This line read to me as "End users are idiots, treat them as such" which is a fair point i guess, but then according to Mueller I am part of the problem not the solution!

    1. britsurfer1

      Re: Grrrrrr......

      Couldn't agree more!

      I work with a lot of marketing people and they are always telling us how to do things. It would be considered unacceptable for me to tell them how to market stuff!

  22. Unicornpiss Silver badge

    Another wanker trying for his 15 minutes of fame?

    Lord, that's all we need is another consultant-ish wanker with his own spin on IT, probably never having been in the trenches. Our department is professional, competent and courteous. My main jobs outside of the technical aspect would be advocating for users and playing the role of diplomat to keep warring departments from battling each other for resources. I'd agree that a set process is the best way to get things done... that is if the processes aren't faulty and misunderstood by everyone that has to use them.

    We spend a lot of time working around the processes to get anything accomplished in a reasonable time. I'm not talking about major changes that need to go through a CAB. You'd be an idiot to not review changes to a production environment; I'm talking about simple things, like getting equipment for users, setting up access, cell phones. The cycles that management goes though is both amusing and depressing: Hire dozens--lay off dozens. Deploy the latest n' greatest ERP software--change to something else. Get the latest smartphone---chuck it and go to iPhones---now let's get iPads too. Outsouce---insource. Hire from within--hire from outside. And more and more. Lather, rinse, repeat. It's disturbing and disgusting, especially the 10s of thousands of dollars wasted on whims, all that we stoically bear and nod "okay." If anything, I think IT is the grease that keeps everything running while enduring mismanagement. Maybe we would have better processes if IT's input was considered in these changes.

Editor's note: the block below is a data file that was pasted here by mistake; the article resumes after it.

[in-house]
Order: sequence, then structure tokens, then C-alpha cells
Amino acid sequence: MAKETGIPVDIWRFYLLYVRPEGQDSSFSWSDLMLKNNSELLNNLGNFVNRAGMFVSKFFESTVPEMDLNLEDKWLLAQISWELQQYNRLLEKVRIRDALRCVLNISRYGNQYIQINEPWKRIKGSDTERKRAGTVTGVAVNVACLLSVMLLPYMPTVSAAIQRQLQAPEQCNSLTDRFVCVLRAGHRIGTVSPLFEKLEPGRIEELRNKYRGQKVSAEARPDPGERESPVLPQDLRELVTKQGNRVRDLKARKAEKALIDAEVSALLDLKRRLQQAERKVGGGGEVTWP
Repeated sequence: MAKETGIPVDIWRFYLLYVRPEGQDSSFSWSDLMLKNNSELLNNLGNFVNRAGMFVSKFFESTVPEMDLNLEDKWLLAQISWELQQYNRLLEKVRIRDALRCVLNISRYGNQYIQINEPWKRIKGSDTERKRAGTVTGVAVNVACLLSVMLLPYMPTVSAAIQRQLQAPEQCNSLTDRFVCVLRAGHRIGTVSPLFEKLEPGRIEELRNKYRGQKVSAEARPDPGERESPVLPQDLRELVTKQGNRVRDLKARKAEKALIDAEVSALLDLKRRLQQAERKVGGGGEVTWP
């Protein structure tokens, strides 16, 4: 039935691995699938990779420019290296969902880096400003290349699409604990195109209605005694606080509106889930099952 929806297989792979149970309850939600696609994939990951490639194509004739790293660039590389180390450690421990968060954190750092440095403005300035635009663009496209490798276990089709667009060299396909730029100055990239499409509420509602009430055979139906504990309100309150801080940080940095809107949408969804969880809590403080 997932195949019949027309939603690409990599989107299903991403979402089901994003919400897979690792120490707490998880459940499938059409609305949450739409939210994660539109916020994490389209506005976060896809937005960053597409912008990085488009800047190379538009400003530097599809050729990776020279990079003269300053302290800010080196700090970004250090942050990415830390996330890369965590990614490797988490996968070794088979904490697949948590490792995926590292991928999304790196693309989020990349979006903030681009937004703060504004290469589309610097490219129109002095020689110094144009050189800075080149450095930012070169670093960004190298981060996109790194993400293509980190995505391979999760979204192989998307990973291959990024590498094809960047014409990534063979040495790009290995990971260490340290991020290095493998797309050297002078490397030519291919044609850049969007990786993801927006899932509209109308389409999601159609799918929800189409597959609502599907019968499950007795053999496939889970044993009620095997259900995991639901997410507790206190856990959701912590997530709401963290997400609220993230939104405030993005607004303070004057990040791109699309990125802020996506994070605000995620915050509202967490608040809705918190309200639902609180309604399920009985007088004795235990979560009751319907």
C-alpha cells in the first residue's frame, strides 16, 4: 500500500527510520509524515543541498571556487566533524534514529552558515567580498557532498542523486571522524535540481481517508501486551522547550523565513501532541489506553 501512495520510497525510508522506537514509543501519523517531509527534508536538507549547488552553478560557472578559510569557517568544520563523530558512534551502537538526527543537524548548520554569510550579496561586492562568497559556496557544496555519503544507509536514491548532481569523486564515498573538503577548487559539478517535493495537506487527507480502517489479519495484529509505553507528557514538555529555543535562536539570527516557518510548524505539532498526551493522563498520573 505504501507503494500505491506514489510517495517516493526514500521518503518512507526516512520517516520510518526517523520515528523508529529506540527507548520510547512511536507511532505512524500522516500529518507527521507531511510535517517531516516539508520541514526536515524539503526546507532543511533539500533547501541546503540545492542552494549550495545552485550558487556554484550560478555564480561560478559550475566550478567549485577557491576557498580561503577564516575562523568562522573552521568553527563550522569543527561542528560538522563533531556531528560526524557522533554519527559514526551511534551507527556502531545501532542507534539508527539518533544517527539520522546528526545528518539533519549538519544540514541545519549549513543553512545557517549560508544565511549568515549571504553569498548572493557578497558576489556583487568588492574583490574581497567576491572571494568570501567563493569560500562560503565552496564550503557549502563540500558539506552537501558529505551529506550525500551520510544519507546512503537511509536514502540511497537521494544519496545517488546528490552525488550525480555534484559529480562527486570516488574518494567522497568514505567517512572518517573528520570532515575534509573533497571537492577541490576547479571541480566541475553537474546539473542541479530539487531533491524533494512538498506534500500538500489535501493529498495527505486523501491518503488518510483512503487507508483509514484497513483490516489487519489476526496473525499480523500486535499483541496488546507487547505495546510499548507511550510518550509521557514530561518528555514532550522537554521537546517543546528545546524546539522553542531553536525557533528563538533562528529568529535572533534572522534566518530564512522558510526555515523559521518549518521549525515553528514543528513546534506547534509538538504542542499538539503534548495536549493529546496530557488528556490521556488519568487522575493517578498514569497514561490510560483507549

23. Muckminded

    Alas, there will be no bias here

    as we are all on the same page.

  24. geekclick

    Dear Mr Mueller

    Please head to this:

    Read and digest.

  25. Ru


    I'd say he has a point; there's no shortage of arrogant IT staff in the world who give the impression that their users are the enemy, having totally missed the fact that they're *support* staff employed to ensure that other people can do their jobs.

    Too bad that there's also no shortage of folk (in both peon and management roles) who have equally little understanding or empathy for their techies and the difficulties they have to deal with. There's no fancy management technique to deal with that particular issue, of course. I'm not at all sad to have left behind the world of helldesk and sysadminry, and I don't imagine that those particular career choices will become any less thankless and drudge-filled on the word of a consultant.

  26. The Original Steve


    Sorry but my view is quite simple: